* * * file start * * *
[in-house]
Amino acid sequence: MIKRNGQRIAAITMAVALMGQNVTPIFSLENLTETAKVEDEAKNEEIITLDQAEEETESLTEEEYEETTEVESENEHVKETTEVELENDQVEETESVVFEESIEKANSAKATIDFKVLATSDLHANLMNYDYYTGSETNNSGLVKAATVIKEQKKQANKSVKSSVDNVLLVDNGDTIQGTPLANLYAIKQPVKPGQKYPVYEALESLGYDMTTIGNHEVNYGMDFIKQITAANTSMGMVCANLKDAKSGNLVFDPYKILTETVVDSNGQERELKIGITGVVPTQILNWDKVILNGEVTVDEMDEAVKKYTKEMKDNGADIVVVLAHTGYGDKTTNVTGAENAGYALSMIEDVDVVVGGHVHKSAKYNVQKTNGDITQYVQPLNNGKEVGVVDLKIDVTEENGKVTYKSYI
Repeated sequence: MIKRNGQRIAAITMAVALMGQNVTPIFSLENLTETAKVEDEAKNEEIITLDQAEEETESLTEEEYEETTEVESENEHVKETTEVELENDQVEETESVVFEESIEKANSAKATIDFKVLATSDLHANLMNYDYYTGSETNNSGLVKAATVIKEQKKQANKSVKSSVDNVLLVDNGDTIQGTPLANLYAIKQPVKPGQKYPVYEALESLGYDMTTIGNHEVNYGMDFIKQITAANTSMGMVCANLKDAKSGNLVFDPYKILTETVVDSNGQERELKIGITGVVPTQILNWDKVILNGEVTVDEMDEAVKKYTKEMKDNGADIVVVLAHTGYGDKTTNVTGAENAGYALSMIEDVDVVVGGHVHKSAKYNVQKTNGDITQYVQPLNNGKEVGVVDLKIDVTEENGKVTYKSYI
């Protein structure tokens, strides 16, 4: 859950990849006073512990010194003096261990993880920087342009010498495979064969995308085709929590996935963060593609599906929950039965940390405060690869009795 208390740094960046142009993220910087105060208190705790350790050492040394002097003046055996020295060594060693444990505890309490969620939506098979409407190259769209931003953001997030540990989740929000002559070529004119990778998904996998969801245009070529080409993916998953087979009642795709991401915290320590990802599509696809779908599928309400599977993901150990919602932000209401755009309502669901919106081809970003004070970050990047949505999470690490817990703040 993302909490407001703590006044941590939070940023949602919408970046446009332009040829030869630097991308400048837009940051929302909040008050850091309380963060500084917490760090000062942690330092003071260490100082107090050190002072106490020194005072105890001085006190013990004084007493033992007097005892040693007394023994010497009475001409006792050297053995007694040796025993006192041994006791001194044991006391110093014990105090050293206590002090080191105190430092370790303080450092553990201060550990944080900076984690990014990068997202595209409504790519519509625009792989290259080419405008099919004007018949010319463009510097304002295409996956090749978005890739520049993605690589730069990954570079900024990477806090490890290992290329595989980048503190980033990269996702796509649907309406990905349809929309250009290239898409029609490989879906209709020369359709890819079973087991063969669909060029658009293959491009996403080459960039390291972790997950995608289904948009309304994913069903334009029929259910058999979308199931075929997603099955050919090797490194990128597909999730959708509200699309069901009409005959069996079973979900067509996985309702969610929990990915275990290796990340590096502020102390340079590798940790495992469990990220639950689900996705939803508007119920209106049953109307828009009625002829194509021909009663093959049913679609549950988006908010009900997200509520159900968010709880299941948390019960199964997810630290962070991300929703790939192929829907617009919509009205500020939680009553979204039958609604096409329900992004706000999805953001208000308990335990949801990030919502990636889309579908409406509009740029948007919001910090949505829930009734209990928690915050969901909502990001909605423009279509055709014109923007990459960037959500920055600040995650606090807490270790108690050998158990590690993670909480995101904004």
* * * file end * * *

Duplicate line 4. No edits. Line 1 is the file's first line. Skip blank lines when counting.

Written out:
């Protein structure tokens, strides 16, 4: 859950990849006073512990010194003096261990993880920087342009010498495979064969995308085709929590996935963060593609599906929950039965940390405060690869009795 208390740094960046142009993220910087105060208190705790350790050492040394002097003046055996020295060594060693444990505890309490969620939506098979409407190259769209931003953001997030540990989740929000002559070529004119990778998904996998969801245009070529080409993916998953087979009642795709991401915290320590990802599509696809779908599928309400599977993901150990919602932000209401755009309502669901919106081809970003004070970050990047949505999470690490817990703040 993302909490407001703590006044941590939070940023949602919408970046446009332009040829030869630097991308400048837009940051929302909040008050850091309380963060500084917490760090000062942690330092003071260490100082107090050190002072106490020194005072105890001085006190013990004084007493033992007097005892040693007394023994010497009475001409006792050297053995007694040796025993006192041994006791001194044991006391110093014990105090050293206590002090080191105190430092370790303080450092553990201060550990944080900076984690990014990068997202595209409504790519519509625009792989290259080419405008099919004007018949010319463009510097304002295409996956090749978005890739520049993605690589730069990954570079900024990477806090490890290992290329595989980048503190980033990269996702796509649907309406990905349809929309250009290239898409029609490989879906209709020369359709890819079973087991063969669909060029658009293959491009996403080459960039390291972790997950995608289904948009309304994913069903334009029929259910058999979308199931075929997603099955050919090797490194990128597909999730959708509200699309069901009409005959069996079973979900067509996985309702969610929990990915275990290796990340590096502020102390340079590798940790495992469990990220639950689900996705939803508007119920209106049953109307828009009625002829194509021909009663093959049913679609549950988006908010009900997200509520159900968010709880299941948390019960199964997810630290962070991300929703790939192929829907617009919509009205500020939680009553979204039958609604096409329900992004706000999805953001208000308990335990949801990030919502990636889309579908409406509009740029948007919001910090949505829930009734209990928690915050969901909502990001909605423009279509055709014109923007990459960037959500920055600040995650606090807490270790108690050998158990590690993670909480995101904004």